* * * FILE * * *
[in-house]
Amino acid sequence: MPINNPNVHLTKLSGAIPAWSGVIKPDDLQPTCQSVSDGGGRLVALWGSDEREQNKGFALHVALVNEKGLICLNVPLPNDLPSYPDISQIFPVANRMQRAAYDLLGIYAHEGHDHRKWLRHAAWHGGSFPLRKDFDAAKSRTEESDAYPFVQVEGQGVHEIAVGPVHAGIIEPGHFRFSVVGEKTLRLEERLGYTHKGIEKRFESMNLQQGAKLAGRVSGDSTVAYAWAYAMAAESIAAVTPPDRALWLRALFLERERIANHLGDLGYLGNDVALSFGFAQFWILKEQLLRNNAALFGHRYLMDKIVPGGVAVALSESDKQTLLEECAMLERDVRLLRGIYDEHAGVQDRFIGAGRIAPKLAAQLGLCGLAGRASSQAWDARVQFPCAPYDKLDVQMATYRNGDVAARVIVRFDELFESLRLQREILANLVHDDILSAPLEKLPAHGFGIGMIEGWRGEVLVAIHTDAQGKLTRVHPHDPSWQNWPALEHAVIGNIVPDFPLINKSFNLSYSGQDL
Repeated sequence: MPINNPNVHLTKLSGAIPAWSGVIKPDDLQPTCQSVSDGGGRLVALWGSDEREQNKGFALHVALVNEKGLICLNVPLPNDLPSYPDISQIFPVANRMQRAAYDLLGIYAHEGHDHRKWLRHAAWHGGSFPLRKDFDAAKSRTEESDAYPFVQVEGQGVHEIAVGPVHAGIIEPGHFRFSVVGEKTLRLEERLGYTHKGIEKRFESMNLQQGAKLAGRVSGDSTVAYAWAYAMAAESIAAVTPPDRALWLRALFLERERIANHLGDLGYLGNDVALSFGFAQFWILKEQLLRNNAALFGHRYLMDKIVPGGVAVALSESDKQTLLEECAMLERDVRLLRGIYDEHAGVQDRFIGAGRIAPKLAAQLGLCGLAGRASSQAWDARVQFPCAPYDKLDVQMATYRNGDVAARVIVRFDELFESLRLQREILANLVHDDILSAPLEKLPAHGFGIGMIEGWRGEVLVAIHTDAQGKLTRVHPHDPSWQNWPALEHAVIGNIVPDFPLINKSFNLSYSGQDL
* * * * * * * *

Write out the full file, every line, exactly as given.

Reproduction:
[in-house]
Amino acid sequence: MPINNPNVHLTKLSGAIPAWSGVIKPDDLQPTCQSVSDGGGRLVALWGSDEREQNKGFALHVALVNEKGLICLNVPLPNDLPSYPDISQIFPVANRMQRAAYDLLGIYAHEGHDHRKWLRHAAWHGGSFPLRKDFDAAKSRTEESDAYPFVQVEGQGVHEIAVGPVHAGIIEPGHFRFSVVGEKTLRLEERLGYTHKGIEKRFESMNLQQGAKLAGRVSGDSTVAYAWAYAMAAESIAAVTPPDRALWLRALFLERERIANHLGDLGYLGNDVALSFGFAQFWILKEQLLRNNAALFGHRYLMDKIVPGGVAVALSESDKQTLLEECAMLERDVRLLRGIYDEHAGVQDRFIGAGRIAPKLAAQLGLCGLAGRASSQAWDARVQFPCAPYDKLDVQMATYRNGDVAARVIVRFDELFESLRLQREILANLVHDDILSAPLEKLPAHGFGIGMIEGWRGEVLVAIHTDAQGKLTRVHPHDPSWQNWPALEHAVIGNIVPDFPLINKSFNLSYSGQDL
Repeated sequence: MPINNPNVHLTKLSGAIPAWSGVIKPDDLQPTCQSVSDGGGRLVALWGSDEREQNKGFALHVALVNEKGLICLNVPLPNDLPSYPDISQIFPVANRMQRAAYDLLGIYAHEGHDHRKWLRHAAWHGGSFPLRKDFDAAKSRTEESDAYPFVQVEGQGVHEIAVGPVHAGIIEPGHFRFSVVGEKTLRLEERLGYTHKGIEKRFESMNLQQGAKLAGRVSGDSTVAYAWAYAMAAESIAAVTPPDRALWLRALFLERERIANHLGDLGYLGNDVALSFGFAQFWILKEQLLRNNAALFGHRYLMDKIVPGGVAVALSESDKQTLLEECAMLERDVRLLRGIYDEHAGVQDRFIGAGRIAPKLAAQLGLCGLAGRASSQAWDARVQFPCAPYDKLDVQMATYRNGDVAARVIVRFDELFESLRLQREILANLVHDDILSAPLEKLPAHGFGIGMIEGWRGEVLVAIHTDAQGKLTRVHPHDPSWQNWPALEHAVIGNIVPDFPLINKSFNLSYSGQDL